Hold your baby

Kangaroo mother care and breastfeeding with skin to skin contact can help a baby breastfeed by optimising their feeding reflexes as well as encouraging frequent feeds. Keeping your newborn baby in your arms as much as possible may also help with more regular stooling. Nils and Jill Bergman explain that when separated from their mother, a baby’s stress hormones are released with the effect of decreasing digestion (and therefore stooling) to prioritise heart rate and breathing in basic survival mode.56

What about wet nappies?

When breastfeeding is going well you might expect to see at least one wet nappy on the first day of life followed by two to three on the second, three to four on the third, at least four to six wet nappies by the fourth day of life (Walker, 2017 p349) and at least five to six wet nappies per day by day five7 Plenty of wet nappies are important to show that a baby is well hydrated. Wet nappies, however, are not a substitute for dirty nappies which can help indicate whether a baby is getting enough milk to grow as well as to stay hydrated in the first few weeks of life.8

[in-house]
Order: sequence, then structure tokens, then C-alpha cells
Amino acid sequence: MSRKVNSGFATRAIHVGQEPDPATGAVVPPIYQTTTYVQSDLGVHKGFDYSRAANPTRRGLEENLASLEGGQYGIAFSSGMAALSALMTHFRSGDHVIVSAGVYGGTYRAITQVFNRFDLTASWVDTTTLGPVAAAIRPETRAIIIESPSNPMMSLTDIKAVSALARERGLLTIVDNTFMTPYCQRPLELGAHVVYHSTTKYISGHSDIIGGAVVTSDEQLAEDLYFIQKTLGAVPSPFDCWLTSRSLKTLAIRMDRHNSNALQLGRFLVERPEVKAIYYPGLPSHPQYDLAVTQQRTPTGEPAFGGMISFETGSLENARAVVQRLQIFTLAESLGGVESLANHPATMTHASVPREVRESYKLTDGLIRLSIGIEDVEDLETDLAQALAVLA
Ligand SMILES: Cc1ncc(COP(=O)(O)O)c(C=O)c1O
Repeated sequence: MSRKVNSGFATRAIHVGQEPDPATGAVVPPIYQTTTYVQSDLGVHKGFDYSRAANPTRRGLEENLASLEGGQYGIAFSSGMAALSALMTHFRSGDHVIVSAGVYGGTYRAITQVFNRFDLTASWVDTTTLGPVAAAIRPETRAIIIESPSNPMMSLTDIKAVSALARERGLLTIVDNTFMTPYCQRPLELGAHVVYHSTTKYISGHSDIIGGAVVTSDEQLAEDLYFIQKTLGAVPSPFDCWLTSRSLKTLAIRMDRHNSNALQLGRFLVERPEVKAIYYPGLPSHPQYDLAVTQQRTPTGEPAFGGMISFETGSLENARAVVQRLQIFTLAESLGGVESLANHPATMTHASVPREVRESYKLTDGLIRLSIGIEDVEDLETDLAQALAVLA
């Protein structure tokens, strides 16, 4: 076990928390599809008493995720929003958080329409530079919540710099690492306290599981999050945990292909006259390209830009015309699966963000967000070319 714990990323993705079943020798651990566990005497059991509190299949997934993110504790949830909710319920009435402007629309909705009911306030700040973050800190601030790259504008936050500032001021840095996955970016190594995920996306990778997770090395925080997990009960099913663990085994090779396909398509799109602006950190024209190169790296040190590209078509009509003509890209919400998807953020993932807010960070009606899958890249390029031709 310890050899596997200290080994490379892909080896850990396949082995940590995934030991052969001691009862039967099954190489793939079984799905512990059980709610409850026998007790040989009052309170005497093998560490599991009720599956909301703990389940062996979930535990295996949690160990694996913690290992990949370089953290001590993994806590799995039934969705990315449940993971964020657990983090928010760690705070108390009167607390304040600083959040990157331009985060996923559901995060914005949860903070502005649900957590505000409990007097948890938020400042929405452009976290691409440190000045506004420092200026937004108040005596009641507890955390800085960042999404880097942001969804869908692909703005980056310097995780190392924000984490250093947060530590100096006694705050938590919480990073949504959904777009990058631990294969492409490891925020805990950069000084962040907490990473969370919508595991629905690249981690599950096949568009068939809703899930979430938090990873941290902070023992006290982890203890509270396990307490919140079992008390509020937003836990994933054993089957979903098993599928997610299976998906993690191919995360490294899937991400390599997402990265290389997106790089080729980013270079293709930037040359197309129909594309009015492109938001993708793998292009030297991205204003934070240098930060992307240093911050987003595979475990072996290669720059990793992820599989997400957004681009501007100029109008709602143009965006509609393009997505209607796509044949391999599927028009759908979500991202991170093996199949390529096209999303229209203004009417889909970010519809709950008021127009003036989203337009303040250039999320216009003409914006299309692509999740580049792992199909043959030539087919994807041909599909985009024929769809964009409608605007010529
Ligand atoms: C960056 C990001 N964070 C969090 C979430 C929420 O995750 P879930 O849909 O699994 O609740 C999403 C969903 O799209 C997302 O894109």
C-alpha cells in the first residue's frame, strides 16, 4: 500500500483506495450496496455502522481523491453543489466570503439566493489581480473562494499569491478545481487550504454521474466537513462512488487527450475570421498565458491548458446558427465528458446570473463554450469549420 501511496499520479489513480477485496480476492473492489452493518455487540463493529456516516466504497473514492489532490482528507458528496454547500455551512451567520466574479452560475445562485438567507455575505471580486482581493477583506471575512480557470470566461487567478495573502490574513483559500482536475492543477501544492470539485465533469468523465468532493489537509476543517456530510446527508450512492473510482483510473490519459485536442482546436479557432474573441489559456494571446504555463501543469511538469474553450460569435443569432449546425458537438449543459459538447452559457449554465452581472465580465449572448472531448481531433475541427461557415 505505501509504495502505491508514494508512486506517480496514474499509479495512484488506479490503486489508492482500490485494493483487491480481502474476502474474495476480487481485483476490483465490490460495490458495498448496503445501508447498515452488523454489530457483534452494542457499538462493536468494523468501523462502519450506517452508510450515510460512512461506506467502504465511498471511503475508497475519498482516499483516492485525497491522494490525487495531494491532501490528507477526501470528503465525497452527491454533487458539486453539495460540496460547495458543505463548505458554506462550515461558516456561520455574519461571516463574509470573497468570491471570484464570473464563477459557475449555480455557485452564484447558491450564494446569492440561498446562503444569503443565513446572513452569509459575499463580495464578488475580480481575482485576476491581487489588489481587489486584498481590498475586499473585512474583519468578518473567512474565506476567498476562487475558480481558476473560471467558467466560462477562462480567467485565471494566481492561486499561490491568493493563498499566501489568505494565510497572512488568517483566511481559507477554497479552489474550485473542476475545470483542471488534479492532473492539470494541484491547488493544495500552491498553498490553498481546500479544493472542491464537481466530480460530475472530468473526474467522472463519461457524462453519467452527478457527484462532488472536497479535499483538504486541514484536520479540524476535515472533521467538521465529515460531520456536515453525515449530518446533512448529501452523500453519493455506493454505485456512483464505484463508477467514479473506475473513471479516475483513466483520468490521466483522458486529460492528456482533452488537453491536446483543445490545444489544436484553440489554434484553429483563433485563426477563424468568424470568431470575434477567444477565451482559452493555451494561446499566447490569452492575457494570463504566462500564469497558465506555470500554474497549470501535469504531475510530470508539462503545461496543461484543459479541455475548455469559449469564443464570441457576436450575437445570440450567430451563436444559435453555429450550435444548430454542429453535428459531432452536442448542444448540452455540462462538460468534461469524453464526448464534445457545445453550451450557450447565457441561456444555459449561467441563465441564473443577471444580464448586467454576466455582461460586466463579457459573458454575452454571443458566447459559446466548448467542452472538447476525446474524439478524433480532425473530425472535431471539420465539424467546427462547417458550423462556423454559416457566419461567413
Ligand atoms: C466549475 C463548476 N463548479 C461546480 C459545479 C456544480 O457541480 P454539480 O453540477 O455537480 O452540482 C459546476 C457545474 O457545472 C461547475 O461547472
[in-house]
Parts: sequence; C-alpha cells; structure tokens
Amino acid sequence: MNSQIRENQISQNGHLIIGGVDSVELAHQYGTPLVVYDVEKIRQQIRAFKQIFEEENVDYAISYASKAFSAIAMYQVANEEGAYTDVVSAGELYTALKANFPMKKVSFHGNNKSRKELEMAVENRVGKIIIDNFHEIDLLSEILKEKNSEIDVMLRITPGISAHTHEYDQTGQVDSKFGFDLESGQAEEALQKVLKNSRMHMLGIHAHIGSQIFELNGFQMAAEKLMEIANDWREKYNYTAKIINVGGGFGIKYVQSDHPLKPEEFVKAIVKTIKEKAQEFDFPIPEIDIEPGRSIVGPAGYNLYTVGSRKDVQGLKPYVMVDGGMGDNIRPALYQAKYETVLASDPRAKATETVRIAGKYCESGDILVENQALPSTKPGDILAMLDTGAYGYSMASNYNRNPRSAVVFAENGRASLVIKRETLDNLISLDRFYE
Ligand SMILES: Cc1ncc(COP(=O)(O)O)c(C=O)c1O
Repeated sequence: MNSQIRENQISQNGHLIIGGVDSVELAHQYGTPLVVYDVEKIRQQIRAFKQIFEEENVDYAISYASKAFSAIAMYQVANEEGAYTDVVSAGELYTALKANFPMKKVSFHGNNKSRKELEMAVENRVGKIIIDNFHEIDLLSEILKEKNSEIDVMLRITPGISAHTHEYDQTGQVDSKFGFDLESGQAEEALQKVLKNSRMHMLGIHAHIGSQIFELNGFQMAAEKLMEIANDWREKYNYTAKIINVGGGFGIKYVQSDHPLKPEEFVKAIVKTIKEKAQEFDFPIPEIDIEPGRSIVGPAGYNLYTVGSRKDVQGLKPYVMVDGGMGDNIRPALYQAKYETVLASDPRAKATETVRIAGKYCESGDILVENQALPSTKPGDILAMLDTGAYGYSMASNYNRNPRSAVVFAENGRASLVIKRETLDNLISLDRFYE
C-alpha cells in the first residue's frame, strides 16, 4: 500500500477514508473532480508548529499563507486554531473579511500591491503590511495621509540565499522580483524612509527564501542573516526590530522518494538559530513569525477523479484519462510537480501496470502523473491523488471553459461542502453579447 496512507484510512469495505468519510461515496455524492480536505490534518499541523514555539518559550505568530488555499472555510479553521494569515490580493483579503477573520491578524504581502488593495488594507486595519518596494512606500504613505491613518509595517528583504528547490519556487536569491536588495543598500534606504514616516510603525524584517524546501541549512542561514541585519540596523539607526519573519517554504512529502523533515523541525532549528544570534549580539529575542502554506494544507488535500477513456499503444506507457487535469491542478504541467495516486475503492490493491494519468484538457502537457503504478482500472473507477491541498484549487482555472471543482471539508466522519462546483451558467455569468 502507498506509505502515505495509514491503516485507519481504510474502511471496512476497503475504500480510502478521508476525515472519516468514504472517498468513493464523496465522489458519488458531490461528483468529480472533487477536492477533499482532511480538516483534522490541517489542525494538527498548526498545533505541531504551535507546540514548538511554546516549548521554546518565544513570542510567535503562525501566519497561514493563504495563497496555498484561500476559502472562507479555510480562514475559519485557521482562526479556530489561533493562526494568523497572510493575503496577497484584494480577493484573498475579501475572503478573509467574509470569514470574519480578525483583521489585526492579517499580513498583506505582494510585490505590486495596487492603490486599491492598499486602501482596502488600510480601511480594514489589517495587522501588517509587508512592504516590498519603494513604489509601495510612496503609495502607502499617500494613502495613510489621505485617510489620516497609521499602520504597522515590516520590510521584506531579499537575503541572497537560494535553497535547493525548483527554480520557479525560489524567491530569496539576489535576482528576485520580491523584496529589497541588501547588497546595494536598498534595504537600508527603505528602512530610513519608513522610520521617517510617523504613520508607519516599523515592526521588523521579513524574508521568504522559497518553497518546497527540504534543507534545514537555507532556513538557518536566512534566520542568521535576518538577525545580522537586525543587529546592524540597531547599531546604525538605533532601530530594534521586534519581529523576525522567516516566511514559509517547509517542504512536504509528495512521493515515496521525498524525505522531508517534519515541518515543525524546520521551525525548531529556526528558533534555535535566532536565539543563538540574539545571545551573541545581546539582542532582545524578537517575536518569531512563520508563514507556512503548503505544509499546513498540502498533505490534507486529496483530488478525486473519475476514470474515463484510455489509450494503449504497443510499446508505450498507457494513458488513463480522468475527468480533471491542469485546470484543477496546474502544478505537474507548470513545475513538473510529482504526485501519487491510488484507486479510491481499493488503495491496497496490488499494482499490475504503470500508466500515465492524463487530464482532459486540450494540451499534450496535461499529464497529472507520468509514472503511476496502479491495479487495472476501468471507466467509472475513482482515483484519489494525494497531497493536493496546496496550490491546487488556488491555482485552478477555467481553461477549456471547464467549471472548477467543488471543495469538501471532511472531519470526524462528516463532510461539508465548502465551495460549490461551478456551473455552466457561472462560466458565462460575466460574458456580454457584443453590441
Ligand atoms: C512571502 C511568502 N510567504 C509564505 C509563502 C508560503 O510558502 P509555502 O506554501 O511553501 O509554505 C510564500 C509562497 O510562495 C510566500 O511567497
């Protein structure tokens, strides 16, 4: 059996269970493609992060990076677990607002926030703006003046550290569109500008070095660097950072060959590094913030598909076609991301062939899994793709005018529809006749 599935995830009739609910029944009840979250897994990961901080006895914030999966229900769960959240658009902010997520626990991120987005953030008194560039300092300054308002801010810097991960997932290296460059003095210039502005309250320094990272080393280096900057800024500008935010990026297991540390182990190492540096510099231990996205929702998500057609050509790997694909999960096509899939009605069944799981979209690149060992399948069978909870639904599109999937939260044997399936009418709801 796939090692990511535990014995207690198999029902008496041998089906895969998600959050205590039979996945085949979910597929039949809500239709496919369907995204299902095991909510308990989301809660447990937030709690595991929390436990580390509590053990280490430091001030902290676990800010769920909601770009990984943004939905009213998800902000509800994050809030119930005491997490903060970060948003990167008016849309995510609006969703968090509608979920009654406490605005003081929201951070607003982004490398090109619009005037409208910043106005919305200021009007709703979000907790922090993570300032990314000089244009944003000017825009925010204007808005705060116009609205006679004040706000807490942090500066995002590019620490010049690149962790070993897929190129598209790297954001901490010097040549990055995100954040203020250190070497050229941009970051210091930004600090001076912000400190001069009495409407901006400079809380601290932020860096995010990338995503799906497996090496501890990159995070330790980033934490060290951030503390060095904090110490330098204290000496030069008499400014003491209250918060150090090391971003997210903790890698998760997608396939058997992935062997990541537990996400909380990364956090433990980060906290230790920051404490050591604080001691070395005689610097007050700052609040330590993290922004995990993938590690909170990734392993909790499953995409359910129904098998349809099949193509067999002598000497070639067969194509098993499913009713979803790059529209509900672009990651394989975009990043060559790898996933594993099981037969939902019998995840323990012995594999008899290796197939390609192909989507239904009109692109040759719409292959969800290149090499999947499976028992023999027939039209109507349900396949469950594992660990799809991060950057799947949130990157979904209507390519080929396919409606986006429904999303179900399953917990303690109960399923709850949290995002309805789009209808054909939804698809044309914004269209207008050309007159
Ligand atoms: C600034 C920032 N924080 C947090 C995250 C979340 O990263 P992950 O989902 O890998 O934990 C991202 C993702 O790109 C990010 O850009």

How wet is a wet nappy?

It can be difficult to check for little wees in a disposable nappy as they are so absorbent. West and Marasco note clear urine usually means good hydration whereas more concentrated yellow urine may indicate dehydration.9

Reddish marks in a dry nappy?

In the first couple of days after birth, before a mother’s milk has come in, parents may spot orange or reddish “brick dust” marks in a baby’s nappy. These are known as “urates” or urate crystals and may be mistaken for blood. Check with your midwife and breastfeeding specialist as they may be a sign your baby is not getting enough milk. A little blood in the nappy of a baby girl may also be “pseudomenstruation” due to hormonal changes. Jack Newman, a Canadian paediatrician and breastfeeding specialist,  has a Facebook post with a photo and more information about urates.

Breastfed baby poop—weeks one to six

Colour and consistency of poop

There can be a wide range of normal when it comes to colour and consistency. Breast milk contains traces of the mother’s diet. Therefore a mother’s diet or any medications she (or her baby) are taking could affect the colour and form of her baby’s poop.

  • Colour. The usual colour of a breastfed baby’s poo by the end of the first week is yellow, mustard or light brown.